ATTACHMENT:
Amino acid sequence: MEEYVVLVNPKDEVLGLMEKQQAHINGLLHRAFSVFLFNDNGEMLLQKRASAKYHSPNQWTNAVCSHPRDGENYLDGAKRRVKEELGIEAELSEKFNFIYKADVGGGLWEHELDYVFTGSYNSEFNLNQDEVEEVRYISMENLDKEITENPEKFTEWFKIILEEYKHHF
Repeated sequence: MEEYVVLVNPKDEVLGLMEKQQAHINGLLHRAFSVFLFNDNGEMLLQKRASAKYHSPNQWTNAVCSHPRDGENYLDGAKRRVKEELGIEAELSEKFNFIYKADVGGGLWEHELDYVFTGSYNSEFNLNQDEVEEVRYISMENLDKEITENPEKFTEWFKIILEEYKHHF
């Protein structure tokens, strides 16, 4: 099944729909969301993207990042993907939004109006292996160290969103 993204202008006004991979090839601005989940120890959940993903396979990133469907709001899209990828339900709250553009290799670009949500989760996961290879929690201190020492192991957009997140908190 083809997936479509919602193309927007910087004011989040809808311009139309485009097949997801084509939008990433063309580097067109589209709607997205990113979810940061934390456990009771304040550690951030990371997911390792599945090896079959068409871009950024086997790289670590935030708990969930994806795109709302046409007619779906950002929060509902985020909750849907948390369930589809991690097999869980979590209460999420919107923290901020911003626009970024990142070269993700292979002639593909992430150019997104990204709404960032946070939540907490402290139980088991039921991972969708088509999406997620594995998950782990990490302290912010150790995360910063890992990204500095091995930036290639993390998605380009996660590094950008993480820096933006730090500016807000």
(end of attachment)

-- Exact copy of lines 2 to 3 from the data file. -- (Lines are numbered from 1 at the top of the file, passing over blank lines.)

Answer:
Repeated sequence: MEEYVVLVNPKDEVLGLMEKQQAHINGLLHRAFSVFLFNDNGEMLLQKRASAKYHSPNQWTNAVCSHPRDGENYLDGAKRRVKEELGIEAELSEKFNFIYKADVGGGLWEHELDYVFTGSYNSEFNLNQDEVEEVRYISMENLDKEITENPEKFTEWFKIILEEYKHHF
């Protein structure tokens, strides 16, 4: 099944729909969301993207990042993907939004109006292996160290969103 993204202008006004991979090839601005989940120890959940993903396979990133469907709001899209990828339900709250553009290799670009949500989760996961290879929690201190020492192991957009997140908190 083809997936479509919602193309927007910087004011989040809808311009139309485009097949997801084509939008990433063309580097067109589209709607997205990113979810940061934390456990009771304040550690951030990371997911390792599945090896079959068409871009950024086997790289670590935030708990969930994806795109709302046409007619779906950002929060509902985020909750849907948390369930589809991690097999869980979590209460999420919107923290901020911003626009970024990142070269993700292979002639593909992430150019997104990204709404960032946070939540907490402290139980088991039921991972969708088509999406997620594995998950782990990490302290912010150790995360910063890992990204500095091995930036290639993390998605380009996660590094950008993480820096933006730090500016807000």